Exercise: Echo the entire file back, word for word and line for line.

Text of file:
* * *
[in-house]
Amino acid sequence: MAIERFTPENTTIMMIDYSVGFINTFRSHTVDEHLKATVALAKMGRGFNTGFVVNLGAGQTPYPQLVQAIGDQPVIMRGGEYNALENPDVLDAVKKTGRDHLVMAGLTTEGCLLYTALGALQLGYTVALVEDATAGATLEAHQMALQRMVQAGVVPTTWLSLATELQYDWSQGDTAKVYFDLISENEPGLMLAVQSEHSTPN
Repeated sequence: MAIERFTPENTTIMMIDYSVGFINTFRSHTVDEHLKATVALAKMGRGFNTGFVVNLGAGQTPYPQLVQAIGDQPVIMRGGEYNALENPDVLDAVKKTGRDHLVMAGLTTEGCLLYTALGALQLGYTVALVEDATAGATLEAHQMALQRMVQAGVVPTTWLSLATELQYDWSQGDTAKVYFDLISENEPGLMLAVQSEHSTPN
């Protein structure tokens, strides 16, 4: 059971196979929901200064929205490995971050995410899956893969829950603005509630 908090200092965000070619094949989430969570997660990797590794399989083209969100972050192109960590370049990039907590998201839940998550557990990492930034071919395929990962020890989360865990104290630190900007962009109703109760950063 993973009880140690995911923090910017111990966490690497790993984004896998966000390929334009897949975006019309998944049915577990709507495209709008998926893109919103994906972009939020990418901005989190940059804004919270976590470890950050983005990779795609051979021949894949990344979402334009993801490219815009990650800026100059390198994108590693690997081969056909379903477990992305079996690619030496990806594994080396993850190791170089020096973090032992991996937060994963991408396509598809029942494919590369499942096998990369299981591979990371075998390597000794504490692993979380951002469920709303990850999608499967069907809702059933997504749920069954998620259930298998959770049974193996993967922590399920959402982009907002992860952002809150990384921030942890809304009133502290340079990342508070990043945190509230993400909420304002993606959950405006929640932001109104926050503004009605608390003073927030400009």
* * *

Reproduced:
[in-house]
Amino acid sequence: MAIERFTPENTTIMMIDYSVGFINTFRSHTVDEHLKATVALAKMGRGFNTGFVVNLGAGQTPYPQLVQAIGDQPVIMRGGEYNALENPDVLDAVKKTGRDHLVMAGLTTEGCLLYTALGALQLGYTVALVEDATAGATLEAHQMALQRMVQAGVVPTTWLSLATELQYDWSQGDTAKVYFDLISENEPGLMLAVQSEHSTPN
Repeated sequence: MAIERFTPENTTIMMIDYSVGFINTFRSHTVDEHLKATVALAKMGRGFNTGFVVNLGAGQTPYPQLVQAIGDQPVIMRGGEYNALENPDVLDAVKKTGRDHLVMAGLTTEGCLLYTALGALQLGYTVALVEDATAGATLEAHQMALQRMVQAGVVPTTWLSLATELQYDWSQGDTAKVYFDLISENEPGLMLAVQSEHSTPN
């Protein structure tokens, strides 16, 4: 059971196979929901200064929205490995971050995410899956893969829950603005509630 908090200092965000070619094949989430969570997660990797590794399989083209969100972050192109960590370049990039907590998201839940998550557990990492930034071919395929990962020890989360865990104290630190900007962009109703109760950063 993973009880140690995911923090910017111990966490690497790993984004896998966000390929334009897949975006019309998944049915577990709507495209709008998926893109919103994906972009939020990418901005989190940059804004919270976590470890950050983005990779795609051979021949894949990344979402334009993801490219815009990650800026100059390198994108590693690997081969056909379903477990992305079996690619030496990806594994080396993850190791170089020096973090032992991996937060994963991408396509598809029942494919590369499942096998990369299981591979990371075998390597000794504490692993979380951002469920709303990850999608499967069907809702059933997504749920069954998620259930298998959770049974193996993967922590399920959402982009907002992860952002809150990384921030942890809304009133502290340079990342508070990043945190509230993400909420304002993606959950405006929640932001109104926050503004009605608390003073927030400009």